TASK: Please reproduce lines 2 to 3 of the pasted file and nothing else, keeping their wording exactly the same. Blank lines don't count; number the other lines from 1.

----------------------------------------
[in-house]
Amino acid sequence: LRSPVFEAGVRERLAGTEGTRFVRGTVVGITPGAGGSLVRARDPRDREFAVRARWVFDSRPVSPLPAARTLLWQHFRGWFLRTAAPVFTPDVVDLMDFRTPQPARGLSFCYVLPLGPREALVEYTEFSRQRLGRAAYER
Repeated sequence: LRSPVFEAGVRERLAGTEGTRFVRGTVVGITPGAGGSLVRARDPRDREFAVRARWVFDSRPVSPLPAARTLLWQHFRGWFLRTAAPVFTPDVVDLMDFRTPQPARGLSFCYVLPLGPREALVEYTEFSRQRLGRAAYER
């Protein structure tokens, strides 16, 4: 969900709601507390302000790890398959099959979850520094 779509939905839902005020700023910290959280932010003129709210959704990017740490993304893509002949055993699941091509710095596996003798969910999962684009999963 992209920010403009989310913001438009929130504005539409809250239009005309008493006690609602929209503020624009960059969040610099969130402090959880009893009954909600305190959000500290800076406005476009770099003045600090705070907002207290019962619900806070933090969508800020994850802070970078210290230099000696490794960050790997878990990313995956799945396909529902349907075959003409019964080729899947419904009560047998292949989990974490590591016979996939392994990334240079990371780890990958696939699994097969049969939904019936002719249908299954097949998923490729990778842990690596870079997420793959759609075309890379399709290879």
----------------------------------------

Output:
Amino acid sequence: LRSPVFEAGVRERLAGTEGTRFVRGTVVGITPGAGGSLVRARDPRDREFAVRARWVFDSRPVSPLPAARTLLWQHFRGWFLRTAAPVFTPDVVDLMDFRTPQPARGLSFCYVLPLGPREALVEYTEFSRQRLGRAAYER
Repeated sequence: LRSPVFEAGVRERLAGTEGTRFVRGTVVGITPGAGGSLVRARDPRDREFAVRARWVFDSRPVSPLPAARTLLWQHFRGWFLRTAAPVFTPDVVDLMDFRTPQPARGLSFCYVLPLGPREALVEYTEFSRQRLGRAAYER